Paul Benedict played the part of Harry Bentley on the series.
|Born:||September 17, 1938|
|Birthplace:||Silver City, New Mexico, U.S.|
|Died||December 1, 2008(aged 70)|
|Deathplace:||Martha's Vineyard, Massachusetts, U.S.|
|Film/TV and stage actor|
|Appeared on:||The Jeffersons|
|Episodes appeared in:||145 episodes in Seasons 1-5 and 8-11|
|Character played:||Harry Bentley|
Paul Benedict (September 17, 1938 – December 1, 2008) appeared on The Jeffersons as Harry Bentley, the eccentric next-door neighbor of George and Louise who appeared in Seasons 1-5 and then 8-11. Paul, who made numerous appearances in television and movies beginning in 1965, was known for his roles as The Number Painter on the popular PBS children's show Sesame Street, and his role as the quirky English neighbor Mr. Bentley on The Jeffersons.
Early life Edit
Benedict was born in Silver City, New Mexico, the son of Alma Marie (née Loring), a journalist, and Mitchell M. Benedict, a doctor. He grew up in Massachusetts. As a young man, he suffered from acromegalia, a pituitary disorder that affects the extremities and face, which accounted for his slightly oversized jaw and large nose.
Film & TV workEdit
Benedict was best known for his role as Harry Bentley on the television show The Jeffersons. He played this role from 1975 when the show began until 1981, and then returned in 1983 and remained until the end of the show in 1985. His character was an Englishman who lived in the apartment next door to George and Louise Jefferson. He worked at the United Nations as a translator and was a bachelor. He was liked by all of the other characters on the show except for George Jefferson, who found him annoying, but they became more friendly as the show progressed. Harry was also known for telling long, and often boring stories, about his past, particularly about his childhood and relatives in England.
In the movie The Goodbye Girl (1977) which co-starred Richard Dreyfuss and Marsha Mason, Benedict played the stage director of a production of Richard III in which Richard III was to be portrayed in the play as a stereotypical gay man. He was the patiently-eccentric butler in Dr. Necessiter's Gothic-castle apartment in The Man With Two Brains (1983). In 1988 he played 'Fairchild' Dudley Moore's butler in the movie 'Arthur 2: On the Rocks'. That same year in the film Cocktail he would play a condescending business college professor to Tom Cruise's main character. In the 1990 film The Freshman, he would again play a condescending professor, this time an NYU film school professor of Matthew Broderick's main character. He also made an appearance as the incorrectly assumed title character in the 1996 film Witing for Guffman, another mockumentary involving many of the same writers and actors as This Is Spinal Tap.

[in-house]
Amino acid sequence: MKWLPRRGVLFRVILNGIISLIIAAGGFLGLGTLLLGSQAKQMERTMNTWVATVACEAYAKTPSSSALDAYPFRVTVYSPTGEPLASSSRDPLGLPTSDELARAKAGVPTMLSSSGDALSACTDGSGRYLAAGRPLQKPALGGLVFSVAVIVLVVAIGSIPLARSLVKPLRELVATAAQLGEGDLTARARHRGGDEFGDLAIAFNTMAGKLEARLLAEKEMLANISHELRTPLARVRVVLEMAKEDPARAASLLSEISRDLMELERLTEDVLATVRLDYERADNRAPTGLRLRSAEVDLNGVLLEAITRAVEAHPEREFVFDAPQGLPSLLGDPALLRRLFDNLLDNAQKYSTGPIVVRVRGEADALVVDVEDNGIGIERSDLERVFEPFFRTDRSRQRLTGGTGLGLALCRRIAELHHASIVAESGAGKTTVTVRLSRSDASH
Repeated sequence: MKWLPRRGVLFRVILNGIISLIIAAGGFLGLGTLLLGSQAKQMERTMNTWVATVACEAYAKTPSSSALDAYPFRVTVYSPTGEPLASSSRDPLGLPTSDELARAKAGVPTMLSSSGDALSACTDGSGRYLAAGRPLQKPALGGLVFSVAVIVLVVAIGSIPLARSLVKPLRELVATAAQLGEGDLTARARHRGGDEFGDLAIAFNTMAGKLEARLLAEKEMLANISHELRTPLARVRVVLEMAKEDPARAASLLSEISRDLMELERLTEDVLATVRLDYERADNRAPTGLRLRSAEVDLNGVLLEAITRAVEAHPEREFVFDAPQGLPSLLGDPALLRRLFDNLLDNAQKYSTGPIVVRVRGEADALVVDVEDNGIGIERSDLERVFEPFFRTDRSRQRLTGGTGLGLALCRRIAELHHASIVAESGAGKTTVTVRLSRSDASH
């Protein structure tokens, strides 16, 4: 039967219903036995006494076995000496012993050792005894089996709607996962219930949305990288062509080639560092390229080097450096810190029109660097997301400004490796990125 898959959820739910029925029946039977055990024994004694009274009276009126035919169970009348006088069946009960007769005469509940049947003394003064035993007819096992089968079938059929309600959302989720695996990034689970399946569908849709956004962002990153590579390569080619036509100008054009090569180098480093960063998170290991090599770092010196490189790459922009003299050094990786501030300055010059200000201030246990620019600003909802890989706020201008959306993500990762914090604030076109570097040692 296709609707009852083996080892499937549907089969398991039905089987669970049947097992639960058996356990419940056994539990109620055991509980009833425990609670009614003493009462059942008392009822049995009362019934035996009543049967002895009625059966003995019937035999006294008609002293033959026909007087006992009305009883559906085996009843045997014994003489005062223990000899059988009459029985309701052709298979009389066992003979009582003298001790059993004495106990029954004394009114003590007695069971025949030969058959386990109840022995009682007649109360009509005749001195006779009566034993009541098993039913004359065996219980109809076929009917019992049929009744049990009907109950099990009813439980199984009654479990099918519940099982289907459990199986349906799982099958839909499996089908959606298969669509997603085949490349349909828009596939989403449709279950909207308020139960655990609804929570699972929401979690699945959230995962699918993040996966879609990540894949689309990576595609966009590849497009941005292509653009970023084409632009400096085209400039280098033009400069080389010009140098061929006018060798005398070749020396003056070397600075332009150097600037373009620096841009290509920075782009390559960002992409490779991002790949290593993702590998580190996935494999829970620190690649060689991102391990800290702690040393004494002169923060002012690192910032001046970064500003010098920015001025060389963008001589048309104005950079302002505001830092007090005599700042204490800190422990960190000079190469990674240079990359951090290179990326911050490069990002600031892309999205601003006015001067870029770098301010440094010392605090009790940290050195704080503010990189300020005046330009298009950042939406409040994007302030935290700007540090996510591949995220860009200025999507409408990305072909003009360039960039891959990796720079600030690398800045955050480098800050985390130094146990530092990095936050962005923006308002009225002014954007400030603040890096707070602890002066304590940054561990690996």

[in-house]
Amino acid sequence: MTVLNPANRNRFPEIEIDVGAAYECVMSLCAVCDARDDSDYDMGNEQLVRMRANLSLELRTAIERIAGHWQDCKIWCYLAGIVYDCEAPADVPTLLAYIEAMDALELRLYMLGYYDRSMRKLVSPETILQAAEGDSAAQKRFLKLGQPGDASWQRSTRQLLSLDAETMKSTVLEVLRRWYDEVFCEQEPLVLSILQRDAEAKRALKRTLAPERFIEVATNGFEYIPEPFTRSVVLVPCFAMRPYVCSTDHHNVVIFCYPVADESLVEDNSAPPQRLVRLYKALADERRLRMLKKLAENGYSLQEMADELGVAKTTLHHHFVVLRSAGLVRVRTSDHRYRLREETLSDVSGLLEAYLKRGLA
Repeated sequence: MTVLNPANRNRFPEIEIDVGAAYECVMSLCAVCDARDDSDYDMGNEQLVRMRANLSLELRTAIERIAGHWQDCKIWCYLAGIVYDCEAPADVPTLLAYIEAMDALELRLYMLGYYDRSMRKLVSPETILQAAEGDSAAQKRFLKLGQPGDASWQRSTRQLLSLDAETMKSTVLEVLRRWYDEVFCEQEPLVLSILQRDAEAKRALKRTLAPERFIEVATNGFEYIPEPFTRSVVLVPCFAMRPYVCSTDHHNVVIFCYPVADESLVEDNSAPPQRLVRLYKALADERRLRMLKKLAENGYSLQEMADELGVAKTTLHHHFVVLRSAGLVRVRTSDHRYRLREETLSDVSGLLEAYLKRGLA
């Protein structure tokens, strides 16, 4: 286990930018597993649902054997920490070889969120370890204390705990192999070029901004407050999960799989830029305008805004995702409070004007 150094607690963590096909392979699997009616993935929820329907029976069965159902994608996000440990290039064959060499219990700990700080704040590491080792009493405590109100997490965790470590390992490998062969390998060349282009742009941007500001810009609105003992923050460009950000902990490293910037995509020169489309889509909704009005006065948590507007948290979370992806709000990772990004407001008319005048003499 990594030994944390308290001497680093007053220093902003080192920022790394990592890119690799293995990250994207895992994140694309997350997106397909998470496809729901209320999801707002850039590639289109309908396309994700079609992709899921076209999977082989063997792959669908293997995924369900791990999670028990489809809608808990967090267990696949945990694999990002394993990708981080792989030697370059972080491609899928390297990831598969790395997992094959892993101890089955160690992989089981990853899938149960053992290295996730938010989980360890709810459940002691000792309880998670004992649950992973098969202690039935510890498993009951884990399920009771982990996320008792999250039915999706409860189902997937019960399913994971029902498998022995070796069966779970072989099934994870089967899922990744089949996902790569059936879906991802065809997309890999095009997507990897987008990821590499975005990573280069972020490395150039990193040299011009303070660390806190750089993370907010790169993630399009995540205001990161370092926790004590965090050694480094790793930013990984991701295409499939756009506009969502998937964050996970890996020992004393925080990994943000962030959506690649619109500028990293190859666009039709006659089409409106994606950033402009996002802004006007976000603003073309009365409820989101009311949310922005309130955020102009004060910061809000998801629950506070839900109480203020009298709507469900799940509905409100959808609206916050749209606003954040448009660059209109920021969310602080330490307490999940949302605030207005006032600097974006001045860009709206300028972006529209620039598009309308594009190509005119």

Paul also played the role of a slave trader in Dino De Laurentiis's Mandingo opposite James Mason and Perry King in 1975. Perhaps his best known movie role was of the Reverend Lindquist in the 1972 Sydney Pollack film Jeremiah Johnson. He also appeared on one episode of Seinfeld as a magazine editor with The New Yorker who was questioned by Elaine about a cartoon in the magazine.
In addition to his varied film and television roles, Paul was an accomplished theater actor as well, having appeared on Broadway numerous times, notably in Eugene O'Neill's 2-character play Hughie in 1996 (performing with Al Pacino) at Circle in the Square, and more recently in The Music Man in 2000–2001.
As a director, Benedict directed Frank D. Gilroy's Any Given Day on Broadway. Off-Broadway, he directed the original production of Terrence McNally's Frankie and Johnny in the Claire de Lune, and Kathy Najimy and Mo Gaffney's The Kathy and Mo Show, which won an Obie Award.
On December 1, 2008, Benedict was found dead of unknown causes at his home in Martha's Vineyard, Massachusetts. He was 70 years old.
He was awarded a posthumous Elliot Norton Award by the Boston Theater Critics Association in 2009.
- ↑ Paul Benedict Biography (1938–). Film Reference. Retrieved on 2008-12-16.
- ↑ Past Productions: No Man's Land. American Repertory Theatre. Archived from the original on August 22, 2008. Retrieved on 2008-12-16.
- ↑ Siegel, Ed. "Paul Benedict, 70; actor at home in TV sitcoms, modern and classical dramas", The Boston Globe, NY Times Co., 2008-12-04. Retrieved on 2008-12-16.
- ↑ Rizzo, Frank. "Benedict honored with Boston award", Variety, Reed Elsevier, April 16, 2009. Retrieved on April 22, 2009.